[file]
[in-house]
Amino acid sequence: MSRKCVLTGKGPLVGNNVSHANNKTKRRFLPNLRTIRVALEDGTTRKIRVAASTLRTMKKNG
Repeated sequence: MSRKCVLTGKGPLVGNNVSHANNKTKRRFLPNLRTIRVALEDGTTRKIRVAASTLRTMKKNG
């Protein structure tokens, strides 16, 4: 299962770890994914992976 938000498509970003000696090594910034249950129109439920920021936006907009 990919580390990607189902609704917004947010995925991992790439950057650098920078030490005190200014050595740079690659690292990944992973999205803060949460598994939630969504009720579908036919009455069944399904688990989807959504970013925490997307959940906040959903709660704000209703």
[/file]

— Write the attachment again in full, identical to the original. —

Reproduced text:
[in-house]
Amino acid sequence: MSRKCVLTGKGPLVGNNVSHANNKTKRRFLPNLRTIRVALEDGTTRKIRVAASTLRTMKKNG
Repeated sequence: MSRKCVLTGKGPLVGNNVSHANNKTKRRFLPNLRTIRVALEDGTTRKIRVAASTLRTMKKNG
């Protein structure tokens, strides 16, 4: 299962770890994914992976 938000498509970003000696090594910034249950129109439920920021936006907009 990919580390990607189902609704917004947010995925991992790439950057650098920078030490005190200014050595740079690659690292990944992973999205803060949460598994939630969504009720579908036919009455069944399904688990989807959504970013925490997307959940906040959903709660704000209703």